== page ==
Dirt or marks on the walls are eye-catching and make the painted surface look dirty. On some highly glazed walls, you can scrub off most of the marks and dirt, but, even on these surfaces, sometimes all that can fix a mark is a swipe of fresh paint. While some walls will require full coverage, you may be able to repair small areas with touch-ups. Wall parts of frequent use or traffic, such as the entrance, the surroundings of door handles and door frames, near baseboards and around switches, usually require regular six-monthly retouching of the paint. Use these tips to learn how to touch up paint.
Method 1 of 2: Prepare the Walls
Step 1. Wash the walls
- Dip the sponge in soapy water and squeeze out the excess water.
- Wash the walls with the sponge to remove dust, dirt and surface marks.
- Dry the walls with a clean towel, and wipe a soft cloth over the painted surface if it looks dull. Dullness occurs on some glossy painted surfaces after repeated cleaning.
Step 2. Apply primer to the walls
- Pour some primer into a paint tray. Use an anti-stain primer formula for darker marks.
- Roll a roller in the primer and then back and forth across the tray to remove excess primer. Saturate the roller without letting it drip.
- Roll the primer onto the washed area of the wall. Apply a single layer. Let the primer dry before proceeding with the paint application.
Method 2 of 2: Paint the Walls
Step 1. Open the paint can
Remove the lid with a flat screwdriver.
Turn the jar upside down for about 20 minutes before opening it if it has been standing for several months. After 20 minutes, straighten the jar and remove the lid
Step 2. Mix the touch up paint
Mix the paint with a putty knife or dowel plug for 5 minutes. For best results, take the jar to a home improvement store so they can mix the paint for you.
Step 3. Pour the touch-up paint into a clean paint tray
Step 4. Saturate the roller with paint
Roll the roller over the tray's grooves to remove excess paint. As with the primer, the paint should not drip off the roller.
Step 5. Apply the paint
Roll the roller diagonally across the area, covering the prepared and primed areas of the wall.
Step 6. Blend the paint
Move away from the center of the retouch area with a clean, dry roller. Detach yourself from the wall as you reach the edges of the retouched area. Lightly blend around the edges with the roller. Work with a flat brush to blend the paint into the surrounding areas of the wall. the paint.
Step 7. Apply a second coat of paint
Let the first coat of paint dry before applying a second coat. Use the same method you used with the first coat.
- You will find it problematic to touch up the walls in the same color without an old can of the original paint or at least the name, number, type and brand of that paint. As a last resort, you can use a utility knife to cut out an inch-sized section of paint. Take the swatch to a home improvement store, where you may be able to have the paint customized to match your color.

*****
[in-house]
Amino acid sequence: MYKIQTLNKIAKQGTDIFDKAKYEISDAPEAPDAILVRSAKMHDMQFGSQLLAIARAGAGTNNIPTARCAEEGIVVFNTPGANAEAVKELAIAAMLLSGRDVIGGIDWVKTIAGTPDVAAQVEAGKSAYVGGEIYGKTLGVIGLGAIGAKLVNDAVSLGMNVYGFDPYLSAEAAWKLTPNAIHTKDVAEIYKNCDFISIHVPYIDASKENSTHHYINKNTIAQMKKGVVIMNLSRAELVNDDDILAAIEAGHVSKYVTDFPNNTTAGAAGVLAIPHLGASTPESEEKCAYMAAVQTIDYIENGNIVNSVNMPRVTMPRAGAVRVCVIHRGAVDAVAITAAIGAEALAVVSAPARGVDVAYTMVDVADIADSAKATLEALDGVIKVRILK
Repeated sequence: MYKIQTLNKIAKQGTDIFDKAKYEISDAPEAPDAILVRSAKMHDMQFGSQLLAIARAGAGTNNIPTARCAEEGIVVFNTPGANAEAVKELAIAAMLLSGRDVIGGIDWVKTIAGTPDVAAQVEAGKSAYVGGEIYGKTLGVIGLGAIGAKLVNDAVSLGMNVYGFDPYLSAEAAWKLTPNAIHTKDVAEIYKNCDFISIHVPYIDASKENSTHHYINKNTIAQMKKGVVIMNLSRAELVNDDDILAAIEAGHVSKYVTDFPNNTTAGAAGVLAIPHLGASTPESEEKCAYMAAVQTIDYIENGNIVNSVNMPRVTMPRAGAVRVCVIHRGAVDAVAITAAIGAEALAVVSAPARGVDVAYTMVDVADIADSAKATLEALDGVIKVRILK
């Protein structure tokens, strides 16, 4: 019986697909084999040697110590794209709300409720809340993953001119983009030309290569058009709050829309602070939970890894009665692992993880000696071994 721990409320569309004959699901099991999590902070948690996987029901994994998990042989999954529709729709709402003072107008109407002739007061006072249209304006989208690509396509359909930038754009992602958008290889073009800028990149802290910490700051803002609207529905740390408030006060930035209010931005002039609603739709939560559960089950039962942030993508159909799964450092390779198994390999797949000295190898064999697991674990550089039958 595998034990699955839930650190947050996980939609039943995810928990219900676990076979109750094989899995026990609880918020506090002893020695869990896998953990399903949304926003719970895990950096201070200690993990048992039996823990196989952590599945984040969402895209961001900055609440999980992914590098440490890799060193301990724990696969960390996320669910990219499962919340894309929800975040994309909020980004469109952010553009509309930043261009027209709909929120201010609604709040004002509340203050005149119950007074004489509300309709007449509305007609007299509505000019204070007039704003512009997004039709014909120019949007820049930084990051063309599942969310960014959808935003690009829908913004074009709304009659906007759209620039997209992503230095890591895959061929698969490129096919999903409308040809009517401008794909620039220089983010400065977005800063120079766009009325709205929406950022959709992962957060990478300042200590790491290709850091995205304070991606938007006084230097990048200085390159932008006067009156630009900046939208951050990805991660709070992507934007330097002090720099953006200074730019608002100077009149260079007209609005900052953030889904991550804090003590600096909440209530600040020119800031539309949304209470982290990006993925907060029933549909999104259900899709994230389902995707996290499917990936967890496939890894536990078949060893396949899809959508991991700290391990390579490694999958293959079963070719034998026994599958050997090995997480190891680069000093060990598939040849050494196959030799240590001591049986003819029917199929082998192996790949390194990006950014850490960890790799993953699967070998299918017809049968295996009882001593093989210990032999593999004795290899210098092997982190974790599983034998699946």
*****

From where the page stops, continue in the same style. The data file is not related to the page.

- Before starting any painting, move furniture away from the wall, remove any hanging objects or switch bezels, and spread a painter's cloth on the floor. Cover neighboring frames and frames with paper tape.
- If you are retouching a small area and not an entire wall use a medium roller to cover the affected area or spot and then move the roller away by thinning the paint by gradually applying less pressure. Do it in all directions. This prevents the retouched area from being noticeable. Mixing the new paint with the old one will keep it from being noticeable.
- Touching up paint won't fix cracked or dirty walls in some rooms. If you smoke indoors, live in a sunny spot, or it's been more than a year since your last paint job, your retouching efforts will likely be noticeable. To avoid having to paint the entire room, you can often just paint the damaged wall from corner to corner. If, from a test application, the fresh paint obviously differs from the original one, continue anyway; the different wall will become an "accessory wall". Touch-up applications are most effective on recent paint or small areas that are not at eye level.
- For a MATTE TEXTURE PAINT FOR WALLS - Buy small cans of artistic acrylic paint. It is usually best to take several similar tones more than bright white to mix them with, because an exact match is more art than science. Since you are here, buy some cheap brushes too.
- Some shades of light reddish brown and off-white can be easily reproduced with artist acrylics straight from the bottle.
- Try to make the affected area flat or slightly sunken. Grout small cracked areas ONLY IF NECESSARY and remove as little paint as you can while sanding the grout.
- Mix a small amount of paints on a palette or sample paper until you have a match. If you are concerned that the dried paint will look different, color a small area on a corner of the paper and let it dry to compare the shades.
- Paint the problem area with several thin coats of your custom mix, letting each layer dry from time to time. Dilute the paint with small amounts of water if it looks too thick. Gently blend the edges of the fresh paint with a damp brush if you can see a noticeable edge. Cover the palette between coats so it doesn't dry out.
- Painting in brightly lit areas may make it more difficult to achieve an exact match, especially in areas exposed to the sun.